Sharing a meal is a wonderful way to get to know someone new.

And often it’s less awkward if you have good food to indulge in together. It gives an unspoken schedule to the time together (visit with small chat, eat, talk and digest, then they go home) and helps ease some of those uncomfortable moments between new people.

It’s very personal to invite others into your home and to cook a meal.

There has to be a level of trust and safety as you enter into the situation (host and guest alike). I find that breaks down the barriers and relationships are more easily formed.

It shows that you are willing to put in time, resources, and effort to serve new people which shows you care about your guests. And it feels good for them too. It always feels good to be served and cared for.

Hosting dinner guests was once a very common activity but it’s a long forgotten skill.

Today families often struggle to sit together for a homecooked meal themselves which makes hosting a social evening seem to be an unattainable task.

But let’s bring it back!

Having friends or guests for dinner DOES NOT need to be a lot of work and cost, just do these things.

  • Tidy your home, but you don’t need to deep clean. Pick up the tripping hazards and the rest can just be. Remember, stay vulnerable… we all have messes! I find a bit of untidiness in someone’s home makes me feel better about my own living situation. 😀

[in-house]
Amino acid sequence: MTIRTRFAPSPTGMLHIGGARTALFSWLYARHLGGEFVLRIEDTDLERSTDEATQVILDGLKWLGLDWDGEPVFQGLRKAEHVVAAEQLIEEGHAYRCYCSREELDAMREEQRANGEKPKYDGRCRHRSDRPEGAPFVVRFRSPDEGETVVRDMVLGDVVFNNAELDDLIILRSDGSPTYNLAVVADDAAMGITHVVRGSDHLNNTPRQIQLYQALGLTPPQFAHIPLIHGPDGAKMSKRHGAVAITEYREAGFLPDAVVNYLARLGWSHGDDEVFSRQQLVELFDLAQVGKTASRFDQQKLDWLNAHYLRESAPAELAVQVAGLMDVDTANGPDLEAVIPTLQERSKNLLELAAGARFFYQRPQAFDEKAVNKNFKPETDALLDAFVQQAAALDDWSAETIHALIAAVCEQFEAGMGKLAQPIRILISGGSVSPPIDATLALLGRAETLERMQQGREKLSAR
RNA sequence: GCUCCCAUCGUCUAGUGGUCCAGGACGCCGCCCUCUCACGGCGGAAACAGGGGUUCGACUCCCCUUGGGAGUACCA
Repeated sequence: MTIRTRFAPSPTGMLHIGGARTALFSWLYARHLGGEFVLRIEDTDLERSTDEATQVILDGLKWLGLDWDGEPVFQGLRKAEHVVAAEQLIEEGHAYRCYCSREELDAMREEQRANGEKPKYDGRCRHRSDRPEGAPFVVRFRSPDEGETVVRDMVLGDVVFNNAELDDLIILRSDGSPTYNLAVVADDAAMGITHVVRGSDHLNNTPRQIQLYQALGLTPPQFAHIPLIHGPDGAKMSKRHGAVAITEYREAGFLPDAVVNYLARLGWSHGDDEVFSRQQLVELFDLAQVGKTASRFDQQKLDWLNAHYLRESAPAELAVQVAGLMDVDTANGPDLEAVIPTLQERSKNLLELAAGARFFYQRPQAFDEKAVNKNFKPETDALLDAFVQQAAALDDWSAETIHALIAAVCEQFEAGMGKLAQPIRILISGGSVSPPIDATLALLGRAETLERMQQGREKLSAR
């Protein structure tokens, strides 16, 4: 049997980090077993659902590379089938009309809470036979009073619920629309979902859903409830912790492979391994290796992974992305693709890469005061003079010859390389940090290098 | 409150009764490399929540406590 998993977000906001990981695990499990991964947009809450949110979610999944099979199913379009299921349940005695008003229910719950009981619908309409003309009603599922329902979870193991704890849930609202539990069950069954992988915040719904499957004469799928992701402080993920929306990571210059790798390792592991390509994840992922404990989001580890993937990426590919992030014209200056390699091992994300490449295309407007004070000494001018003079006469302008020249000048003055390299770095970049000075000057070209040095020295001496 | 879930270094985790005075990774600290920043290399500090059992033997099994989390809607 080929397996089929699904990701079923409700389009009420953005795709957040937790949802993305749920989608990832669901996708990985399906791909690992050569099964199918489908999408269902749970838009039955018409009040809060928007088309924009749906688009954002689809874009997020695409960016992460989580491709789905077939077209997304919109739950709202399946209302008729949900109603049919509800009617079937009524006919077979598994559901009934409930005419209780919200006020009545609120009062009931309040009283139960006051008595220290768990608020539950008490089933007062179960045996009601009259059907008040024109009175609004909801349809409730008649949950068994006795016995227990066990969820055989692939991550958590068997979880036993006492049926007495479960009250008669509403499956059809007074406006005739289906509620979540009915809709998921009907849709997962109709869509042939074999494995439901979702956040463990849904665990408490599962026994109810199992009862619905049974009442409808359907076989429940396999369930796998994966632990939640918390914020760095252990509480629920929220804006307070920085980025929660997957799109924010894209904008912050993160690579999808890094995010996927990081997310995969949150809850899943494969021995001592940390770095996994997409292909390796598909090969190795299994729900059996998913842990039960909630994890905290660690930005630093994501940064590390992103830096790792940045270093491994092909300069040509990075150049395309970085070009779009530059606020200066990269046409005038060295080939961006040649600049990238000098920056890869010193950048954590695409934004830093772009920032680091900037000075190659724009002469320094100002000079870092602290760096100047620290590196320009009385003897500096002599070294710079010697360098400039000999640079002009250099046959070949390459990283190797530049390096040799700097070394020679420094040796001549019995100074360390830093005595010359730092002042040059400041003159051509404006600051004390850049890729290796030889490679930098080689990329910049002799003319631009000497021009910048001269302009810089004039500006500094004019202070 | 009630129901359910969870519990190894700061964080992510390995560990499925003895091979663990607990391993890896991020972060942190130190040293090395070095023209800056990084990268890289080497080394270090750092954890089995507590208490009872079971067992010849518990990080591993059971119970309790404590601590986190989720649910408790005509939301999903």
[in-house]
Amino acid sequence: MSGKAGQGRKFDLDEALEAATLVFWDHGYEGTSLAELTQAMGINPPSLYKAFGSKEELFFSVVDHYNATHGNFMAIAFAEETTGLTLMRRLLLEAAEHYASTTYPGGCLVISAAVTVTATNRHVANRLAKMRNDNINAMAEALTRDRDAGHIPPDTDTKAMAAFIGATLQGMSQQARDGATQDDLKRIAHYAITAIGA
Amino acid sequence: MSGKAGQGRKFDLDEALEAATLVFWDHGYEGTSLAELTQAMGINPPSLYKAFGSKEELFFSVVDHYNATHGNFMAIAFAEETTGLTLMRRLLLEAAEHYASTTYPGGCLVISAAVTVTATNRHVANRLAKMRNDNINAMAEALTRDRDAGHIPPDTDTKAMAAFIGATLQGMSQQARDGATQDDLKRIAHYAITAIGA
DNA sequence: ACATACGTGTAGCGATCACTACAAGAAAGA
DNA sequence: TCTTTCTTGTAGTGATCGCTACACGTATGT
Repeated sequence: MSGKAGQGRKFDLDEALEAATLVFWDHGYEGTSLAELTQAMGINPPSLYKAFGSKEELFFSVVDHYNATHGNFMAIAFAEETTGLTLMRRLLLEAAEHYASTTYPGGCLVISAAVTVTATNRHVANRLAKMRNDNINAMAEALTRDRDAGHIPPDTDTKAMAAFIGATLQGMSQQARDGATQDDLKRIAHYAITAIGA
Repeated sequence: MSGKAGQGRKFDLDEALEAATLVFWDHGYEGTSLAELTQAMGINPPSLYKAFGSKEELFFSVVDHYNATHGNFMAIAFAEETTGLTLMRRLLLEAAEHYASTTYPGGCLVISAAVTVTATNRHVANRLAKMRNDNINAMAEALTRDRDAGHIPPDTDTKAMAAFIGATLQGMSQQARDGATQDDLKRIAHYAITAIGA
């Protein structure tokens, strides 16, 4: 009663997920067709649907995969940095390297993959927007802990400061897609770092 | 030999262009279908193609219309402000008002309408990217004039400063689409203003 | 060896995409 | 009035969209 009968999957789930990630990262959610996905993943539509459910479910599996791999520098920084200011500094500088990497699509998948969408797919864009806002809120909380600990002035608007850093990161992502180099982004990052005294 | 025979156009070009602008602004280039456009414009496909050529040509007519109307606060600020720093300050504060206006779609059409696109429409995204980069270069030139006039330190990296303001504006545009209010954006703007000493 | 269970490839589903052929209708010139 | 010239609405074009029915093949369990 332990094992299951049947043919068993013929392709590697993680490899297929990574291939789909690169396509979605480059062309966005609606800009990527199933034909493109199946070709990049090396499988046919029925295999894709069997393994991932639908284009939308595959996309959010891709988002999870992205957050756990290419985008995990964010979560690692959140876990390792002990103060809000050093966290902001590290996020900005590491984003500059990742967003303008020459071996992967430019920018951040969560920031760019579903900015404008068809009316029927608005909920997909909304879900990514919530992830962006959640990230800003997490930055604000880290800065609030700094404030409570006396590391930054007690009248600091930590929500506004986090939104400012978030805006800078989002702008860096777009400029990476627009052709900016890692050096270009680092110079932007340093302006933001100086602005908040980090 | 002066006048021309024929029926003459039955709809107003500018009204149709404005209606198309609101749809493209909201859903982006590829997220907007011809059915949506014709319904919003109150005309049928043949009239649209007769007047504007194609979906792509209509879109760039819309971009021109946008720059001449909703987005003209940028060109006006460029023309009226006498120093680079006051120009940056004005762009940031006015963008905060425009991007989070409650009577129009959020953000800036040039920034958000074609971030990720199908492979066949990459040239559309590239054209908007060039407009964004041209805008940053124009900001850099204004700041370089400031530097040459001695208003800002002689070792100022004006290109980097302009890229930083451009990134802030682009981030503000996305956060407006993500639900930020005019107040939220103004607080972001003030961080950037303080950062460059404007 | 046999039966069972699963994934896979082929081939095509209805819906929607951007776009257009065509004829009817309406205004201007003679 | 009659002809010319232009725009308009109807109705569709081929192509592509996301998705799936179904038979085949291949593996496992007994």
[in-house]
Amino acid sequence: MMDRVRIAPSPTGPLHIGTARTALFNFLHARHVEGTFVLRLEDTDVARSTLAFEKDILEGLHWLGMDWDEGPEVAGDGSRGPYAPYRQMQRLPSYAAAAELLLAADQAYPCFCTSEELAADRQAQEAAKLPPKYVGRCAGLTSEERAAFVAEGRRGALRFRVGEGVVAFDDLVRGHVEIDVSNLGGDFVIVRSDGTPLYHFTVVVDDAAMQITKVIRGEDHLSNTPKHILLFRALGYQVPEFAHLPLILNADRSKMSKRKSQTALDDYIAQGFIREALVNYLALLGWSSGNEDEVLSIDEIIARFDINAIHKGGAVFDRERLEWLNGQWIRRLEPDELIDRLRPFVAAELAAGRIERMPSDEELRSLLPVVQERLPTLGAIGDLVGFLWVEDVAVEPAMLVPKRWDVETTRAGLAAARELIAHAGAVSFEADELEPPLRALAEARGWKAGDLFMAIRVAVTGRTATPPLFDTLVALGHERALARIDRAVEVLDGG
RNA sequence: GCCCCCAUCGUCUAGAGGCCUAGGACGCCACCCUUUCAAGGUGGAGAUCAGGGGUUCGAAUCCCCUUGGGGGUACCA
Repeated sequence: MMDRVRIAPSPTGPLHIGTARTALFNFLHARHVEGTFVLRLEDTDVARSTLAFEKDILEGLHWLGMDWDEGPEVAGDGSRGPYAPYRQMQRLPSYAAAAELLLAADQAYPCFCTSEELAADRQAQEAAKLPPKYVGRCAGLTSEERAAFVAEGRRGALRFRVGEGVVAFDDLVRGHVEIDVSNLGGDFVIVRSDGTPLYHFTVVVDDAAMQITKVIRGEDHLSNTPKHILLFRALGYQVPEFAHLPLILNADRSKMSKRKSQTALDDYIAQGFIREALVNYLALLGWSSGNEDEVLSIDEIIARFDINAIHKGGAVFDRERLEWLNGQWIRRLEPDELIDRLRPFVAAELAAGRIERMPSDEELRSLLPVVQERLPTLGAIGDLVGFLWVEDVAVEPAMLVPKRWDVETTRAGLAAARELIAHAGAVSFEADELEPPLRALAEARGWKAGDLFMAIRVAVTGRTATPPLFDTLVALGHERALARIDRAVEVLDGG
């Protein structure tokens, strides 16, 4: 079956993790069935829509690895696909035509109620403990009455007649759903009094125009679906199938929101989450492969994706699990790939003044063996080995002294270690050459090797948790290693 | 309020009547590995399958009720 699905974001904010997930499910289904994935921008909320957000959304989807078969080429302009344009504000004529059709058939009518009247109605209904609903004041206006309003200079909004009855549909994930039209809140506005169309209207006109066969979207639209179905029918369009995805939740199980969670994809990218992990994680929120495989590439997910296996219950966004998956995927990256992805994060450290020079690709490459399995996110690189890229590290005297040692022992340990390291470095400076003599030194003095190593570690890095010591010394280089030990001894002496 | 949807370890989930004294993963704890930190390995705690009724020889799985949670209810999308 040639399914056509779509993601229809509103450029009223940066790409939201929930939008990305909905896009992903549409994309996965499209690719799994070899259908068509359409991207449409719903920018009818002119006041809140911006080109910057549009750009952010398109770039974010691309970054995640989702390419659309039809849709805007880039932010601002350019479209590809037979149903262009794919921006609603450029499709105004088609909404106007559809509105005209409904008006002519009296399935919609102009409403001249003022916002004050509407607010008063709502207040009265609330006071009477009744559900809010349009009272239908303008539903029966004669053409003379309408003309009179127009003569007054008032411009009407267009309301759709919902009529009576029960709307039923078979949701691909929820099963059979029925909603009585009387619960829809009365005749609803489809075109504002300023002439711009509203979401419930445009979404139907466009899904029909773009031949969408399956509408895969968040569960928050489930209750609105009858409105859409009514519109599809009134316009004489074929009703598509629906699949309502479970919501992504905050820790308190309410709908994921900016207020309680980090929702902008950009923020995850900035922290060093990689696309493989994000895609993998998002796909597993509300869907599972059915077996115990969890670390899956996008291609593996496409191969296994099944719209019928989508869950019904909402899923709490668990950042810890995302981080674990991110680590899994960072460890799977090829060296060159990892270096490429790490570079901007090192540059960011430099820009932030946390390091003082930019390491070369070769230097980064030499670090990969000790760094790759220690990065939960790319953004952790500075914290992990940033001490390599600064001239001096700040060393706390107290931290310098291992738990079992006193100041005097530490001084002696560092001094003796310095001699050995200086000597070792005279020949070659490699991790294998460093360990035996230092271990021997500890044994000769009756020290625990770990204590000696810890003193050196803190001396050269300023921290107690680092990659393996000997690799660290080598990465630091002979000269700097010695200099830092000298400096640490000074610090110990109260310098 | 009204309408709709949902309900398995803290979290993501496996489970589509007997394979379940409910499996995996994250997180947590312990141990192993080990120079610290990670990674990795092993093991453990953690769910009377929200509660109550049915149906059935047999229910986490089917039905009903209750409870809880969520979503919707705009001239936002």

• Cook a delicious, simple meal. A family favorite perhaps. I love to make ham and cheese quiche. Or soup with sourdough bread. Or a BBQ in the summer. And now that I have an Instant Pot, I can make incredible food in very little time! Check with your guests ahead of time for food allergies is very courteous.
  • Set a welcoming table. Add a table cloth and candles if that’s your style. Or go with paper plates if it’s a big group!
  • Ask questions. Show your guests you are interested in them and care for them with your words.

That’s it!

I encourage you to gather your family around your table. Clear your schedules so you can all rest and eat in peace together. Soak up the time with the ones you love over good food and meaningful conversations. And if you can, invite a friend or stranger to your table, do that too.

Want to learn more about the significance of the family meal table? Check out these resources: